Monsters and Dust

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MEN doing makeup
O'Neill preps in the dressing room at Berlin nightclub, Chicago IL, July 12 2009
Photograph by David Robert Elliott


M&D: I wanted to ask you a little bit about your thoughts on dance music in general.... I've been thinking a lot about music, not what you would think of as rock, but music that is indended as dance music, and the kind of potential it has for freedom, and the ability for people to shed whatever stereotypes, or class/race/gender/whatever prejudice that might be attached to them, and blend together in this kind of temporary utopian setting. I was wondering what you thought about that and how that ties into your lyrics and content of the songs.

GBT: I think that live music is an opportunity for people to have a direct response to what is being performed. There's this intense energy exchange that happens between people that are sharing this space together and this music, and feeling something in their bodies and being able to give back, and that's what's really incredible.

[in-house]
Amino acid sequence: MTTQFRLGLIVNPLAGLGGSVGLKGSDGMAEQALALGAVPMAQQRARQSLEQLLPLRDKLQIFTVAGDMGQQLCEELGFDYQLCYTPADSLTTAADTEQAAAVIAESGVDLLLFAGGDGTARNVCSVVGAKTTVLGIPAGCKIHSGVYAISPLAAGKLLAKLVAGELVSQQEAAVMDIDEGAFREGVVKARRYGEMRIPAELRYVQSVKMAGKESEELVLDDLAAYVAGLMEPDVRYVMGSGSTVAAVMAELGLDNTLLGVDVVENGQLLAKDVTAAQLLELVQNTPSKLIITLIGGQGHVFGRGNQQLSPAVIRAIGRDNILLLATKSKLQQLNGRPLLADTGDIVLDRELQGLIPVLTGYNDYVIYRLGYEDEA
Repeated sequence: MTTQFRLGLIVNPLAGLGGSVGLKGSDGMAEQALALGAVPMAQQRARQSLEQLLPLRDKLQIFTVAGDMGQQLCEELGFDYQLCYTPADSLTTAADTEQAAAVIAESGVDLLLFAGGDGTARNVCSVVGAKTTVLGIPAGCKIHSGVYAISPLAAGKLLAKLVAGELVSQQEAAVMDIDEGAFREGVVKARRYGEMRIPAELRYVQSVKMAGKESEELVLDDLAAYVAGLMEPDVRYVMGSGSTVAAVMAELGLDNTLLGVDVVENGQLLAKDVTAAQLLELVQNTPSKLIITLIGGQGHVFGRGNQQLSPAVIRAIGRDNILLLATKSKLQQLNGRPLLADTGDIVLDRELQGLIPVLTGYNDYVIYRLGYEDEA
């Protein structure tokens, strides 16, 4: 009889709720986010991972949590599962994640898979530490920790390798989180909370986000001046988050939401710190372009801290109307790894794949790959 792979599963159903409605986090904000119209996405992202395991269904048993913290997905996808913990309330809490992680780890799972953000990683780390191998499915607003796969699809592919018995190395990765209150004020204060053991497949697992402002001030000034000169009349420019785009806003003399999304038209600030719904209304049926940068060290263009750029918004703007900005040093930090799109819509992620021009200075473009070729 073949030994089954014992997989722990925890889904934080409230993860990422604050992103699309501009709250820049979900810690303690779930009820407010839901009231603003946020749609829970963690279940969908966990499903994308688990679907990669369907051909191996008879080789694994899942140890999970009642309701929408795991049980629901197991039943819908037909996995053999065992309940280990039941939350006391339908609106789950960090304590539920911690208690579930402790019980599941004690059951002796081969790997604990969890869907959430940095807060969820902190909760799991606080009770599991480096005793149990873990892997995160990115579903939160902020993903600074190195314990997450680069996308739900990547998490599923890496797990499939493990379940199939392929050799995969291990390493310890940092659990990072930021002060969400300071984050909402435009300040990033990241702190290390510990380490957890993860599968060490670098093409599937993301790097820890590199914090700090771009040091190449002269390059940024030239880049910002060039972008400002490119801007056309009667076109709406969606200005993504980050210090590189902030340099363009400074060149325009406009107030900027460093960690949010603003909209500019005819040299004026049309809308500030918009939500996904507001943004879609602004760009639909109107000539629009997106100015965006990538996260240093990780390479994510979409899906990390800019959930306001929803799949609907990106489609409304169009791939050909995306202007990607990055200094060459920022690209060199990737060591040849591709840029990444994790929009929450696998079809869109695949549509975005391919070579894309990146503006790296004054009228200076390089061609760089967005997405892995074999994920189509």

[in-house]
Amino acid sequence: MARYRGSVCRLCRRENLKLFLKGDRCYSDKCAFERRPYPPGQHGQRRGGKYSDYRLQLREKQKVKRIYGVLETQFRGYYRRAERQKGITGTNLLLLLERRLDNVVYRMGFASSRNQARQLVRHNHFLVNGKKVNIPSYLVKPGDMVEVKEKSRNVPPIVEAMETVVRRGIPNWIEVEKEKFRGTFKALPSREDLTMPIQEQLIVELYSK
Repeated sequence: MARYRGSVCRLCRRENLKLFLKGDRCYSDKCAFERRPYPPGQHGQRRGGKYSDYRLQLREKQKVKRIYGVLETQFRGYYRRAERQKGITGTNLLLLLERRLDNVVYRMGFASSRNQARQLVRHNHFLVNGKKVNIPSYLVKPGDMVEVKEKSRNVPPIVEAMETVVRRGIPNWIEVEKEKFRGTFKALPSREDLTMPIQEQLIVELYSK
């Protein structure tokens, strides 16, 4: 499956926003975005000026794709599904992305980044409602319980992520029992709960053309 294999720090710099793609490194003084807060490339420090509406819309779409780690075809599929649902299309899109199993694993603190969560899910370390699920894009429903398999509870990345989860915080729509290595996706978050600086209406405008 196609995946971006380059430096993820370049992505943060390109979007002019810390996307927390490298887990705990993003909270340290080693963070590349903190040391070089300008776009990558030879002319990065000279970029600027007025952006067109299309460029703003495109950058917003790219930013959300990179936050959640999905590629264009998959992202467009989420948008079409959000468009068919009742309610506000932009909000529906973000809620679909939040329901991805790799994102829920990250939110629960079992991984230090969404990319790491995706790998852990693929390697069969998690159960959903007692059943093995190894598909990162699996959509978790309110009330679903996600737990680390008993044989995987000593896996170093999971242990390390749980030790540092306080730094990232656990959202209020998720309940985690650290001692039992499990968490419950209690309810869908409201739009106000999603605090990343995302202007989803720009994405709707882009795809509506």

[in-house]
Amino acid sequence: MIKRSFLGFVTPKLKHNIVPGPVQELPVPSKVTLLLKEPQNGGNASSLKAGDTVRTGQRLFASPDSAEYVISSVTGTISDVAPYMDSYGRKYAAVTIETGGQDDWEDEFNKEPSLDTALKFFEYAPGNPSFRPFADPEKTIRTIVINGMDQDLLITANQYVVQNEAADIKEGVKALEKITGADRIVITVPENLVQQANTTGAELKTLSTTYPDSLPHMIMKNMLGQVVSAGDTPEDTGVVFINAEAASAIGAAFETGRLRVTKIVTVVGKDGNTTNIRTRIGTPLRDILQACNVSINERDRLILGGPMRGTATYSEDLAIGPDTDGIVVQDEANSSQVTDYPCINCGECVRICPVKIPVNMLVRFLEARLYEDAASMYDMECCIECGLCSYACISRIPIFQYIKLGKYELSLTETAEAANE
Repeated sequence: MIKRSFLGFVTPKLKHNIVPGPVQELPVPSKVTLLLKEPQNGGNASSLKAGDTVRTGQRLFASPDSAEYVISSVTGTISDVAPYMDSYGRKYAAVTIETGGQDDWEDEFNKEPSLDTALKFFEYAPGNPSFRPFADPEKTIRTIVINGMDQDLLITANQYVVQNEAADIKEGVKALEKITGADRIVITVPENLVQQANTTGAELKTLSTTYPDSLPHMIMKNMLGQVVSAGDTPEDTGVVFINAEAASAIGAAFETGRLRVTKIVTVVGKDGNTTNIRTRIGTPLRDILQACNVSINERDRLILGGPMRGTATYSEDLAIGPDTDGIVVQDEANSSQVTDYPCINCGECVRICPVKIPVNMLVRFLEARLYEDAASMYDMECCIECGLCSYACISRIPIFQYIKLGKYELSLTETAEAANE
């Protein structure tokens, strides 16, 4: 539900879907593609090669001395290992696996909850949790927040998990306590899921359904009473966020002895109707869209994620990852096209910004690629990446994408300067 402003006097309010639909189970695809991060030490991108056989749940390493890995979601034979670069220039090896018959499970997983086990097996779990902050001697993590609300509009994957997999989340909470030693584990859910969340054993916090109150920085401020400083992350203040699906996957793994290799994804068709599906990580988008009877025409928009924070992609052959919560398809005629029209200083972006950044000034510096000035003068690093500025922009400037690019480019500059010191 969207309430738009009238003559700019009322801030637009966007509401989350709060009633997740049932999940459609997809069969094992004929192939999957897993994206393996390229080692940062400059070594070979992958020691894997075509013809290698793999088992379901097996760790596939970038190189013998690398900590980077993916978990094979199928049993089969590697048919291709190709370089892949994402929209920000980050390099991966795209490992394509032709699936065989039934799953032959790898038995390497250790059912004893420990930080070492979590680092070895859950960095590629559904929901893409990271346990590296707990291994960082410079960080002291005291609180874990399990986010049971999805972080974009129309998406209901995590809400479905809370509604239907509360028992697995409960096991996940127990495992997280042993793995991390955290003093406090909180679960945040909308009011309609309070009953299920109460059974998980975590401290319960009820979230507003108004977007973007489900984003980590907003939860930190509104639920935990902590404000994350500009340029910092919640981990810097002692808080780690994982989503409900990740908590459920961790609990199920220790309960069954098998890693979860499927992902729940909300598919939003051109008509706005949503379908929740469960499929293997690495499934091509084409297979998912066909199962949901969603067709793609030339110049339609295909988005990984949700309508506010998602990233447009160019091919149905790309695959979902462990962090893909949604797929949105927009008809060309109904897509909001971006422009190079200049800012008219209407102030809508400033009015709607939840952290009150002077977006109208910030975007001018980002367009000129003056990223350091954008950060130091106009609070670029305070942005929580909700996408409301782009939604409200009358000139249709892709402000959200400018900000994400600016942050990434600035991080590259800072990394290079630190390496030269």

JD: It's an amazing challenge to create a space that's positive and free so people can feel like that, you know? I think it always feels like a real success to us if we're in a place where people are maybe still in the beginning, but by the end they're totally free, and that means the right energy is going into it.

GBT: Especially when it's people who've never heard what we do before, or don't know us, and then by the end of the show they're just totally there with us and dancing.

MO: A lot of our songs are actually kind of long — we have a few that are six minutes. But I think it's really cool because we try to provide a space in the song — I mean, they're all pop songs — but they expand beyond that into...almost like a DJ set or something, where it seems like songs are mixing together.

JD: It may seem like it but they're not really...don't ever think that they are. (laughter)

MO: I feel like in those moments, there's a space where you can lose yourself in the song and hopefully people don't think “Man, this song is really long,” but rather, “Whoa, that was crazy; I didn't even realize how long that was.”

JD: At the New Museum show [New York, 12 June 2009], the lighting guy was like, “Their songs are long” to the sound engineer, and the sound engineer said, “Yeah, duh, that's why they're cool.” (laughter)